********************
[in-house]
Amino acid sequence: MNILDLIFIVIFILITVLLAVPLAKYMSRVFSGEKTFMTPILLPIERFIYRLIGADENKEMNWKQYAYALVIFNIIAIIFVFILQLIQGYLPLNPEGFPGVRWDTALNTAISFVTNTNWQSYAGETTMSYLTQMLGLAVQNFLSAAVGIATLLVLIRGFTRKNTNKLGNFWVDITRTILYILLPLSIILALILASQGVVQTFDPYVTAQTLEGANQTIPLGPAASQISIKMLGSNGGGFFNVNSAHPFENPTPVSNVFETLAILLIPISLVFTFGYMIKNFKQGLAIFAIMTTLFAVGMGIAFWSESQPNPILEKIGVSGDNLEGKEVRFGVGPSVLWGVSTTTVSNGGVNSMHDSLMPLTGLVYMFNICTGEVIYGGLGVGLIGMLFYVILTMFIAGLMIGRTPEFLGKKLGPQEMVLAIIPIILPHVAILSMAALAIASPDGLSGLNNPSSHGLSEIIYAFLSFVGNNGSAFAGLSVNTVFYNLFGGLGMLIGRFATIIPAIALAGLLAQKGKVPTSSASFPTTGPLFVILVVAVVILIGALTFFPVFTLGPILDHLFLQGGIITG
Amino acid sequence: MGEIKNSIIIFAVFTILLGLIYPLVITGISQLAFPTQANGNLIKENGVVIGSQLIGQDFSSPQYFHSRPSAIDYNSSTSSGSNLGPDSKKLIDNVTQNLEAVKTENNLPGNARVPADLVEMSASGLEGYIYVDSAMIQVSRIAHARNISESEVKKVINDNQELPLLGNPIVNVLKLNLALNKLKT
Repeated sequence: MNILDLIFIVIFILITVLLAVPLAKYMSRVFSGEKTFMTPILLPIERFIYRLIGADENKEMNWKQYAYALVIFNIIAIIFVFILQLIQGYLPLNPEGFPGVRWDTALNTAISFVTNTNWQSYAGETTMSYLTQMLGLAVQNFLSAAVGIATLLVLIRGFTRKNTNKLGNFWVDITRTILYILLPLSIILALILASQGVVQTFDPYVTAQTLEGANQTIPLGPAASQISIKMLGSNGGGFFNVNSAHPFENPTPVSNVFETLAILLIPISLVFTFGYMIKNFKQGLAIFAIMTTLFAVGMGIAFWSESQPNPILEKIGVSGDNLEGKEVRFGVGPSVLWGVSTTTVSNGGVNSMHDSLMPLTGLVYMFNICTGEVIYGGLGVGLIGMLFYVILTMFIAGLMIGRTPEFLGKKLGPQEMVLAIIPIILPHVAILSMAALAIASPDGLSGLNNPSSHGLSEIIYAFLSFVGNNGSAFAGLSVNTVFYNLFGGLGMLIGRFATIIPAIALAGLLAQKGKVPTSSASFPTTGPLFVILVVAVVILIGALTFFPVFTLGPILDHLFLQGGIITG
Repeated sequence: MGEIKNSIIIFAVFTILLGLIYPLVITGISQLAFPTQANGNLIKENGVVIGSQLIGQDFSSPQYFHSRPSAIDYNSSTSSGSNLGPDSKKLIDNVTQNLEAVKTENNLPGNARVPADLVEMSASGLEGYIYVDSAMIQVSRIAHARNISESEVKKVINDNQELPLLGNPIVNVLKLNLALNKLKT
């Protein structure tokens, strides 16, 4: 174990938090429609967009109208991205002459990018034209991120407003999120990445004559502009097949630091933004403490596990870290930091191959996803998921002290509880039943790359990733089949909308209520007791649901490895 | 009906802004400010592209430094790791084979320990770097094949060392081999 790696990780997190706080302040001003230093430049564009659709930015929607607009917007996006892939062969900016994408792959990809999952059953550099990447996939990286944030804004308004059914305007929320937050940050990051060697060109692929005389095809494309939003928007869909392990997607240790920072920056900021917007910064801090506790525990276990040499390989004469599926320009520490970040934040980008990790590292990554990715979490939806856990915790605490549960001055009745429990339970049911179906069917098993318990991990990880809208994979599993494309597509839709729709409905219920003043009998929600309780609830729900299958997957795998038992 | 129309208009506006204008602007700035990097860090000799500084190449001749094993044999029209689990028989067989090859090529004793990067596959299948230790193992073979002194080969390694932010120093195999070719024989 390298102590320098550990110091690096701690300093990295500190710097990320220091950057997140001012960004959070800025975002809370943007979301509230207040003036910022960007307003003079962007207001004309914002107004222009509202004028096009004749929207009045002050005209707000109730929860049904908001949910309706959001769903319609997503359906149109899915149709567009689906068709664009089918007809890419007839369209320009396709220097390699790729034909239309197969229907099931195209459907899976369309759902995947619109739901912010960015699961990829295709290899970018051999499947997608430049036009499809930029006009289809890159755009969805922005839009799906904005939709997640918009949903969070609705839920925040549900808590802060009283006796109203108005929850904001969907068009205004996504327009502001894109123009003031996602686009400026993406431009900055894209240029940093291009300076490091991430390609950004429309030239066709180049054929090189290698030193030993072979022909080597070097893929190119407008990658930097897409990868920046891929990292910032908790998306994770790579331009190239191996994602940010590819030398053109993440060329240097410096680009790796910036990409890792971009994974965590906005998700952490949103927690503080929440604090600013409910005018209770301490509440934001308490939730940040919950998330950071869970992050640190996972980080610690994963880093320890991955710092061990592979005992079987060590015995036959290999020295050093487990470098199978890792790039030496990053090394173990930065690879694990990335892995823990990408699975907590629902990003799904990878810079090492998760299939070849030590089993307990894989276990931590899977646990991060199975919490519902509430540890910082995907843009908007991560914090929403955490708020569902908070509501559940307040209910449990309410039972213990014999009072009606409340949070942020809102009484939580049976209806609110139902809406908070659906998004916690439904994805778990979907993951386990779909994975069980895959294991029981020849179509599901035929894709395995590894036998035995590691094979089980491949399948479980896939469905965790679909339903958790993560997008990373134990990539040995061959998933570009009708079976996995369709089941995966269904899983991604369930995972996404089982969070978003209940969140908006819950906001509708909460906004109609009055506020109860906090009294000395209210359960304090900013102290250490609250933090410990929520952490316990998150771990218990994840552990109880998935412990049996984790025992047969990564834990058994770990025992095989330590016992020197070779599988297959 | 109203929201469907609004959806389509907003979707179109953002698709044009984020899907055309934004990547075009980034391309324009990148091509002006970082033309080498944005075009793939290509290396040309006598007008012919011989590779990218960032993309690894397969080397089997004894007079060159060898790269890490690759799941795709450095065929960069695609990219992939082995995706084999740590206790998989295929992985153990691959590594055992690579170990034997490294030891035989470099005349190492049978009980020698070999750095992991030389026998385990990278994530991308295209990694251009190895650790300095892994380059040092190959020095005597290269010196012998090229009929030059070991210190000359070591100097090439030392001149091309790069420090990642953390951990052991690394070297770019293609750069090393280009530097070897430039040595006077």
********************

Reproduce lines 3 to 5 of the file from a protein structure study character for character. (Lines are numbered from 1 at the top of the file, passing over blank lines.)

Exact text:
Amino acid sequence: MGEIKNSIIIFAVFTILLGLIYPLVITGISQLAFPTQANGNLIKENGVVIGSQLIGQDFSSPQYFHSRPSAIDYNSSTSSGSNLGPDSKKLIDNVTQNLEAVKTENNLPGNARVPADLVEMSASGLEGYIYVDSAMIQVSRIAHARNISESEVKKVINDNQELPLLGNPIVNVLKLNLALNKLKT
Repeated sequence: MNILDLIFIVIFILITVLLAVPLAKYMSRVFSGEKTFMTPILLPIERFIYRLIGADENKEMNWKQYAYALVIFNIIAIIFVFILQLIQGYLPLNPEGFPGVRWDTALNTAISFVTNTNWQSYAGETTMSYLTQMLGLAVQNFLSAAVGIATLLVLIRGFTRKNTNKLGNFWVDITRTILYILLPLSIILALILASQGVVQTFDPYVTAQTLEGANQTIPLGPAASQISIKMLGSNGGGFFNVNSAHPFENPTPVSNVFETLAILLIPISLVFTFGYMIKNFKQGLAIFAIMTTLFAVGMGIAFWSESQPNPILEKIGVSGDNLEGKEVRFGVGPSVLWGVSTTTVSNGGVNSMHDSLMPLTGLVYMFNICTGEVIYGGLGVGLIGMLFYVILTMFIAGLMIGRTPEFLGKKLGPQEMVLAIIPIILPHVAILSMAALAIASPDGLSGLNNPSSHGLSEIIYAFLSFVGNNGSAFAGLSVNTVFYNLFGGLGMLIGRFATIIPAIALAGLLAQKGKVPTSSASFPTTGPLFVILVVAVVILIGALTFFPVFTLGPILDHLFLQGGIITG
Repeated sequence: MGEIKNSIIIFAVFTILLGLIYPLVITGISQLAFPTQANGNLIKENGVVIGSQLIGQDFSSPQYFHSRPSAIDYNSSTSSGSNLGPDSKKLIDNVTQNLEAVKTENNLPGNARVPADLVEMSASGLEGYIYVDSAMIQVSRIAHARNISESEVKKVINDNQELPLLGNPIVNVLKLNLALNKLKT